Woman told care home she was taking dad on holiday... days later he ended his life in Swiss clinic
Police are investigating allegations a woman told a care home she was taking her dad on holiday...then travelled with him to Switzerland where he ended his life.
John Lenton, who was 93 and suffering from Parkinson's disease, took his own life on October 26 last year at the Dignitas facility in Forch, Switzerland.
A doctor is believed to have assessed him as being fit to travel and make his own decisions before he left the home with his daughter on October 23. Six days later the care home was informed he had travelled to the Swiss clinic and had ended his life.
The care home then contacted Conwy Council’s safeguarding adults team, who advised it to contact North Wales Police.
Detective Chief Inspector Neil Harrison said: “North Wales Police are aware of the death of a male from the Pentrefoelas area in Switzerland, and are currently looking into the circumstances surrounding his death.
“There have been no arrests made in connection with this matter and no further information will be released at this time.”
Under UK law, it is a crime to encourage or assist a suicide, and the offence carries a maximum penalty of 14 years in prison.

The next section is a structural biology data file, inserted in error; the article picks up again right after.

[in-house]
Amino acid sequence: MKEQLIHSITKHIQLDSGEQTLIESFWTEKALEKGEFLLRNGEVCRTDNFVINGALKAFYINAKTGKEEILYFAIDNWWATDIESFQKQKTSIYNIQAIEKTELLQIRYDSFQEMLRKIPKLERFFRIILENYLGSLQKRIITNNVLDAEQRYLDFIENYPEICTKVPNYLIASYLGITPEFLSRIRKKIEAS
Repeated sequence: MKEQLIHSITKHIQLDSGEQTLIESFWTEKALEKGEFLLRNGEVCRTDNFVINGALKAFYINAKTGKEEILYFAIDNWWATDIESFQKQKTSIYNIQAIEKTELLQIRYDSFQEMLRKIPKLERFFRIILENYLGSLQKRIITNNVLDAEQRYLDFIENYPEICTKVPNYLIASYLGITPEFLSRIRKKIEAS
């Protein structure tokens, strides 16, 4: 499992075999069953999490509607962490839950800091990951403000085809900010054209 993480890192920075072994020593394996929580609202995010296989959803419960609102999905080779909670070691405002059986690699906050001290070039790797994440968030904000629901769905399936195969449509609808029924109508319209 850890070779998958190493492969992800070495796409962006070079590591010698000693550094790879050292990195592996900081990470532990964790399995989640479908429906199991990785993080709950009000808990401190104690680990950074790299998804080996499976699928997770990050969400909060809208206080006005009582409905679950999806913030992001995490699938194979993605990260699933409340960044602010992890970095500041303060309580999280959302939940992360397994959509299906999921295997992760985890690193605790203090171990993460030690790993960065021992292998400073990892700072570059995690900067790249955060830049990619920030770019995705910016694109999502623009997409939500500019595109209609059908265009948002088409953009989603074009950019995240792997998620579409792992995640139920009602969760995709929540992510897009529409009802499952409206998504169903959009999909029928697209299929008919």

With end of life choice limited under current UK law, it is believed up to 10 British citizens a month choose to die at the Swiss clinic, which was set up in 1998.
According to the charity Dignity In Dying, prosecution is less likely when the person had reached a voluntary, clear, settled and informed decision to end their life and the person suspected of assisting them was wholly motivated by compassion.
Its chief executive Sarah Wooton said: “The law should change to allow assisted dying as an option for terminally ill, mentally competent adults who are suffering unbearably in their final six months of life.”
Ms Holmes, 66, said a document – a regulation 38 notification of a death notice – had been passed anonymously to the Daily Post without the family’s permission.
She added: “This is a private family matter of no public interest. I feel this is not the right moment to discuss this in the press, however, I am more than willing to discuss the right to die at a later, more appropriate time."
The Care and Social Services Inspectorate Wales (CSSIW) said the care home had “kept us informed” but referred all other enquiries to North Wales Police.
The Cartref Bryn yr Eglwys home declined to comment.
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